Given Google’s prominence in the internet search realm, there is every likelihood that a large portion of users will just select Google when setting up their phones and tablets for the first time anyway. But being presented with the option during setup may be enough to encourage some users to try something different. It’s also worth stressing that users will be able to change back to Google at any time, so even if they do choose Microsoft’s Bing during setup, they could switch to Google 10 minutes later, and Microsoft would still have to pay for that initial default selection.
“As always, people can continue to customize and personalize their devices at any time after set up,” noted Google product manager director Paul Gennai. “This includes selecting which apps to download, changing how apps are arranged on the screen, and switching the default search provider in apps like Google Chrome.”
However, not all search companies are ecstatic at the prospect of entering into a bidding war. Ecosia, the Berlin-based not-for-profit search engine that plants trees with 80% of its surplus income, called this an affront to the EU’s ruling last year.
“This is really disappointing news — Ecosia is a not-for-profit search engine, and we use our revenue to plant trees in areas affected by deforestation or desertification, not to get into bidding wars,” noted Ecosia CEO Christian Kroll. “If we choose to enter an auction and pay Google for the privilege of being a search engine option on Android, this will potentially be at the expense of millions of trees we could otherwise have planted. The EU’s anti-competition ruling is clear — Google has too much power, the decision over which search engines are able to use Android, which is the second largest operating system in the world, shouldn’t be up to Google. It should be up to their users.”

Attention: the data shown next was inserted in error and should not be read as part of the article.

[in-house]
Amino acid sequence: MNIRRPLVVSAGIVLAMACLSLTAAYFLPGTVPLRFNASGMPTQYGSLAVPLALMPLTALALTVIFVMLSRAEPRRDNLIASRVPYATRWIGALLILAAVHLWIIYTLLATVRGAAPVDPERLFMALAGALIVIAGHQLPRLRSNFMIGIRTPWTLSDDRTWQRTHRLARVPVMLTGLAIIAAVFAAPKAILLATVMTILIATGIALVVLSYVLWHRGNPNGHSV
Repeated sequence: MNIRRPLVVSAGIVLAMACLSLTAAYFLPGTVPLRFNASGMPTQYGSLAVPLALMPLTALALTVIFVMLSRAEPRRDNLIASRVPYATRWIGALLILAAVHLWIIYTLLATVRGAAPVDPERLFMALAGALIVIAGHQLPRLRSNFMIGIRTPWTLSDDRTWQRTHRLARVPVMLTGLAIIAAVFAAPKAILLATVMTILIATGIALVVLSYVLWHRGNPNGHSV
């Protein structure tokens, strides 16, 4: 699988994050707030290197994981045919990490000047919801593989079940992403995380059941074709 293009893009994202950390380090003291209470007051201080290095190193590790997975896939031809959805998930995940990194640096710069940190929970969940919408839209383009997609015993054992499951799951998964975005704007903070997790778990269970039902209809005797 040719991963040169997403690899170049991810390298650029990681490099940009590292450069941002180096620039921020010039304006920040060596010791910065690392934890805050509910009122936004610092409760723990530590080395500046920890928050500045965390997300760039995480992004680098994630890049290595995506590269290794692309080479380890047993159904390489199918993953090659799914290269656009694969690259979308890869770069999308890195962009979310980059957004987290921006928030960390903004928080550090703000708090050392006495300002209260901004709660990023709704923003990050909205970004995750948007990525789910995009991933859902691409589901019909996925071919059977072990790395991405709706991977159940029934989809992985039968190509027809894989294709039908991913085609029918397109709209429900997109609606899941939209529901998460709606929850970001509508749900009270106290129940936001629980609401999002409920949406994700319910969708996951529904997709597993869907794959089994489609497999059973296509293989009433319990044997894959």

Cliqz, a browser that sports its own built-in search engine, also weighed in, saying that this move “obstructs the market for competitors.”
“The audacity with which Google disregards the EU’s clear political will astonishes me again and again,” said Cliqz CEO Dr. Marc Al-Hames. “Google wants to show who’s in charge. And this is only possible because there are still no competitive European providers in the field of digital infrastructure. It just shows that how much we depend on the big tech groups from the U.S. and that we allowed them to make Europe their playground. If the highest bidder wins the contract, and not the best search engine, then the user is the biggest loser.”
Companies wishing to be included on the default search engine choice screen have until September 13, 2019 to submit their bids, and Google will confirm which options will appear in each country on October 31. These will start showing up on new or factory-reset devices in January, 2020 for a 12-month period, after which Google will repeat the auction process again for each subsequent calendar year.
*This article was updated with comment from Ecosia and Cliqz.
VentureBeatVentureBeat's mission is to be a digital town square for technical decision-makers to gain knowledge about transformative technology and transact. Our site delivers essential information on data technologies and strategies to guide you as you lead your organizations. We invite you to become a member of our community, to access:
- up-to-date information on the subjects of interest to you
- our newsletters
- gated thought-leader content and discounted access to our prized events, such as Transform 2021: Learn More
- networking features, and more